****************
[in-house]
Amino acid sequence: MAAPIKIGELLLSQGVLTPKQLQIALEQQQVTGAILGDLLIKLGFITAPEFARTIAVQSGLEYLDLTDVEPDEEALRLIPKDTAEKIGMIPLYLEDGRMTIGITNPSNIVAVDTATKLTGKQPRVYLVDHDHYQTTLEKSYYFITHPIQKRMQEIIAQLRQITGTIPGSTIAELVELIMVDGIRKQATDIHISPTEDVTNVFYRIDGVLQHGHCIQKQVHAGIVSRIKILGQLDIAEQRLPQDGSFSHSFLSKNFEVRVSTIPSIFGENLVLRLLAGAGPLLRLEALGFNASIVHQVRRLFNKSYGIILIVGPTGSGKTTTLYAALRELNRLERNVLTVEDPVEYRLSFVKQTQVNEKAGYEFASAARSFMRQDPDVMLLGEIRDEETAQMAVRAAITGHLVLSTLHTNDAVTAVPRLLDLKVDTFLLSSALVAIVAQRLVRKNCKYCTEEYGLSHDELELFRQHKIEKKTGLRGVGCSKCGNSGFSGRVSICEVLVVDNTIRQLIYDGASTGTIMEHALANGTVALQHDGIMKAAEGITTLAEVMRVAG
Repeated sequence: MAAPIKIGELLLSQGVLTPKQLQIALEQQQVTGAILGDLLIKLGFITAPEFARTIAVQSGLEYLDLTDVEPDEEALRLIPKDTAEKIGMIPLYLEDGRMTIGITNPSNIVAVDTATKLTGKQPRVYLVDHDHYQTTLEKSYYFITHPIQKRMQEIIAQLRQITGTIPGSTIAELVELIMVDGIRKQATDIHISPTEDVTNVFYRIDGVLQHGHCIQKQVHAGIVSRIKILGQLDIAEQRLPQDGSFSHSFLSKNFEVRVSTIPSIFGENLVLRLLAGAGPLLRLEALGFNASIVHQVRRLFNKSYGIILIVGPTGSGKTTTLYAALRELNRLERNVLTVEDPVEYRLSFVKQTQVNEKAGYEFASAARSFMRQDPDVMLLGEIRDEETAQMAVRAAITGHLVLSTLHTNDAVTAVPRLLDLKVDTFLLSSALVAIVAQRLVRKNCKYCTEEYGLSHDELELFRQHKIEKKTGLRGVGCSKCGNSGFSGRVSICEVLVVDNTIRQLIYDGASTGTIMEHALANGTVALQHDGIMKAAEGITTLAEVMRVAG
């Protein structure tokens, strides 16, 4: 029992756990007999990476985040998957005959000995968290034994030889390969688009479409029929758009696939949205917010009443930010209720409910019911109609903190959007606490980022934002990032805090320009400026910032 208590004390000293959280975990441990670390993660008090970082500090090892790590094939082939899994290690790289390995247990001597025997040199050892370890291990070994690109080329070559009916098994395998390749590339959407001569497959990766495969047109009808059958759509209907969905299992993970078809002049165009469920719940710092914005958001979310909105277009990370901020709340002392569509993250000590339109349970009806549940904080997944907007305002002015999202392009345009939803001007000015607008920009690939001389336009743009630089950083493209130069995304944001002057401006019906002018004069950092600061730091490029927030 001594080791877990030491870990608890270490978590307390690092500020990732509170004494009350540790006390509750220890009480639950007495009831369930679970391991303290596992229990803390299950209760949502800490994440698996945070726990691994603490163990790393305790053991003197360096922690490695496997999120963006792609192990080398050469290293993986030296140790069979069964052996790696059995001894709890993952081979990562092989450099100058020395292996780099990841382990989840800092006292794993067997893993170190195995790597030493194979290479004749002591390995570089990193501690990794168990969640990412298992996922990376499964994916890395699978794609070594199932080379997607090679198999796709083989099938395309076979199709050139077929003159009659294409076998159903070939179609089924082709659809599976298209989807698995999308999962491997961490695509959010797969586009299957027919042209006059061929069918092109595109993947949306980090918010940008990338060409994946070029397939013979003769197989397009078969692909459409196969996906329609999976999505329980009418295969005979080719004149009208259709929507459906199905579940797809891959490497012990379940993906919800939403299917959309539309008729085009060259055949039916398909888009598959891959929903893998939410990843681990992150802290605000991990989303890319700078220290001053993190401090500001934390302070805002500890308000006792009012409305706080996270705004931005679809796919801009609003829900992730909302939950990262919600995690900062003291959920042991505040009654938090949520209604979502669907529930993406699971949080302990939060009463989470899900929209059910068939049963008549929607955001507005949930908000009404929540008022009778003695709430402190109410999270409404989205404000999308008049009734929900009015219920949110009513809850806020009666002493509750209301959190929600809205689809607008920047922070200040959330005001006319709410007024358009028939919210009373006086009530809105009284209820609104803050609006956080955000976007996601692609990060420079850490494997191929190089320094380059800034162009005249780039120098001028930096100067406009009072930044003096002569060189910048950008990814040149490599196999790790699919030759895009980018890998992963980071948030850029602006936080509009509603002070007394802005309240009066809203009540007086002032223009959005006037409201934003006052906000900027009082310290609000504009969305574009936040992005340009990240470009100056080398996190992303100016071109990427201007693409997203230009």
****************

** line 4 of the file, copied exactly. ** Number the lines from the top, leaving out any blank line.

């Protein structure tokens, strides 16, 4: 029992756990007999990476985040998957005959000995968290034994030889390969688009479409029929758009696939949205917010009443930010209720409910019911109609903190959007606490980022934002990032805090320009400026910032 208590004390000293959280975990441990670390993660008090970082500090090892790590094939082939899994290690790289390995247990001597025997040199050892370890291990070994690109080329070559009916098994395998390749590339959407001569497959990766495969047109009808059958759509209907969905299992993970078809002049165009469920719940710092914005958001979310909105277009990370901020709340002392569509993250000590339109349970009806549940904080997944907007305002002015999202392009345009939803001007000015607008920009690939001389336009743009630089950083493209130069995304944001002057401006019906002018004069950092600061730091490029927030 001594080791877990030491870990608890270490978590307390690092500020990732509170004494009350540790006390509750220890009480639950007495009831369930679970391991303290596992229990803390299950209760949502800490994440698996945070726990691994603490163990790393305790053991003197360096922690490695496997999120963006792609192990080398050469290293993986030296140790069979069964052996790696059995001894709890993952081979990562092989450099100058020395292996780099990841382990989840800092006292794993067997893993170190195995790597030493194979290479004749002591390995570089990193501690990794168990969640990412298992996922990376499964994916890395699978794609070594199932080379997607090679198999796709083989099938395309076979199709050139077929003159009659294409076998159903070939179609089924082709659809599976298209989807698995999308999962491997961490695509959010797969586009299957027919042209006059061929069918092109595109993947949306980090918010940008990338060409994946070029397939013979003769197989397009078969692909459409196969996906329609999976999505329980009418295969005979080719004149009208259709929507459906199905579940797809891959490497012990379940993906919800939403299917959309539309008729085009060259055949039916398909888009598959891959929903893998939410990843681990992150802290605000991990989303890319700078220290001053993190401090500001934390302070805002500890308000006792009012409305706080996270705004931005679809796919801009609003829900992730909302939950990262919600995690900062003291959920042991505040009654938090949520209604979502669907529930993406699971949080302990939060009463989470899900929209059910068939049963008549929607955001507005949930908000009404929540008022009778003695709430402190109410999270409404989205404000999308008049009734929900009015219920949110009513809850806020009666002493509750209301959190929600809205689809607008920047922070200040959330005001006319709410007024358009028939919210009373006086009530809105009284209820609104803050609006956080955000976007996601692609990060420079850490494997191929190089320094380059800034162009005249780039120098001028930096100067406009009072930044003096002569060189910048950008990814040149490599196999790790699919030759895009980018890998992963980071948030850029602006936080509009509603002070007394802005309240009066809203009540007086002032223009959005006037409201934003006052906000900027009082310290609000504009969305574009936040992005340009990240470009100056080398996190992303100016071109990427201007693409997203230009």